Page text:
Quebec, White-collar crimes
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Back-to-work legislation looms as negotiations fail

Quebec Premier Jean Charest has summoned all members of the National Assembly to a special session today to enact back-to-work legislation after a negotiated settlement with Quebec’s 1,500 striking Crown prosecutors and government lawyers have stalled, raising the spectre of mass resignations.

“I regret that we are forced to have a special law because the consequences of the absence of the prosecutors is a heavy burden on the system of justice,” Charest said yesterday.

Government lawyers, the lowest paid in the country, are asking for salary parity with their colleagues across the country. Crown prosecutors are also pressing the government to create 200 more positions.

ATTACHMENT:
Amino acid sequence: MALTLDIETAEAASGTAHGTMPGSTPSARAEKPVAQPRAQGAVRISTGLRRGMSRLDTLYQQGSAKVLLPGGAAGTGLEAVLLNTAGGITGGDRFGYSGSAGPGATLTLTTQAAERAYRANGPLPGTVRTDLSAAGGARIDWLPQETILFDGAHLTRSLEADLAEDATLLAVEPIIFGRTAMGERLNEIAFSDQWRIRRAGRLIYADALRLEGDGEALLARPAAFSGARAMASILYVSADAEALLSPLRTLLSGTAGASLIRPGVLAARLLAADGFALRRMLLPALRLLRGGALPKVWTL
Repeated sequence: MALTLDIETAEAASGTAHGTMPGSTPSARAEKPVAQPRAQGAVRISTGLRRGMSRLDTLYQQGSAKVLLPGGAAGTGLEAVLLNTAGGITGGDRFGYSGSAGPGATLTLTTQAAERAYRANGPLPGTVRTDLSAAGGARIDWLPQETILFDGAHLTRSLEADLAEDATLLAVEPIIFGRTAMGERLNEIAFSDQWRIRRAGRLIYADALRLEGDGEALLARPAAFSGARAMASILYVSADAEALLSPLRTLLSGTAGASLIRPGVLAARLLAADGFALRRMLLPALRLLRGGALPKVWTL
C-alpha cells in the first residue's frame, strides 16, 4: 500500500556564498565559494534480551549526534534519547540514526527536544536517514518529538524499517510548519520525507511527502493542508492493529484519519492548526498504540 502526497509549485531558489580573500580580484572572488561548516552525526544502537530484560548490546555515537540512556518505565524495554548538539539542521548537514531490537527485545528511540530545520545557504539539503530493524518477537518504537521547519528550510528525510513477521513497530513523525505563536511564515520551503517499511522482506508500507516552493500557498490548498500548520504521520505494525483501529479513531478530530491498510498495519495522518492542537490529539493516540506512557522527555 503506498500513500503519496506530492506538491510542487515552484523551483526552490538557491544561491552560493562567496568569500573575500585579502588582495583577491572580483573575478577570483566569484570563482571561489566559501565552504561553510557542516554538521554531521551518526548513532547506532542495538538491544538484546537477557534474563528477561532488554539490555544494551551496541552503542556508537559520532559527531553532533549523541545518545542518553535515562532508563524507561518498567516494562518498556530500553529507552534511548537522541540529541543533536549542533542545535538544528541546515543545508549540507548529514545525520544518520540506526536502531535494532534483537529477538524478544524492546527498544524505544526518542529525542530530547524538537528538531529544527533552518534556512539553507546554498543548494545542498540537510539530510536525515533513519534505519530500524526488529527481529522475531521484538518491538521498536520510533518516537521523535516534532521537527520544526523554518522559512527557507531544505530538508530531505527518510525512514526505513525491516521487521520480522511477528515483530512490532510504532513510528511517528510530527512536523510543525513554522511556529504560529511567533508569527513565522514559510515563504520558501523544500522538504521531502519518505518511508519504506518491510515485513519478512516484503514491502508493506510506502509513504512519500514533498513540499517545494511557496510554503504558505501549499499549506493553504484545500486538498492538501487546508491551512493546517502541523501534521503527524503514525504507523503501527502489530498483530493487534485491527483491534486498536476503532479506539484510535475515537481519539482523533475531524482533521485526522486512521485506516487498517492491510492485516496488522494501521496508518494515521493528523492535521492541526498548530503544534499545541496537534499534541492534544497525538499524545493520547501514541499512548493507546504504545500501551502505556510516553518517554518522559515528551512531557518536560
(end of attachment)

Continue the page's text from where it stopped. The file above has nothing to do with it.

The creation of a new anti-corruption squad, announced last week, in response to allegations of corruption in the construction industry is now in jeopardy. The province’s striking Crown prosecutors said they will not take part in any corruption probes if they are legislated back to work.

Crown prosecutors have described the back-to-work legislation as immoral and irresponsible, pointing out that it would be the second time in five years that the Quebec government has decreed wages and working conditions for crown prosecutors and government lawyers. They are threatening to resign en masse.

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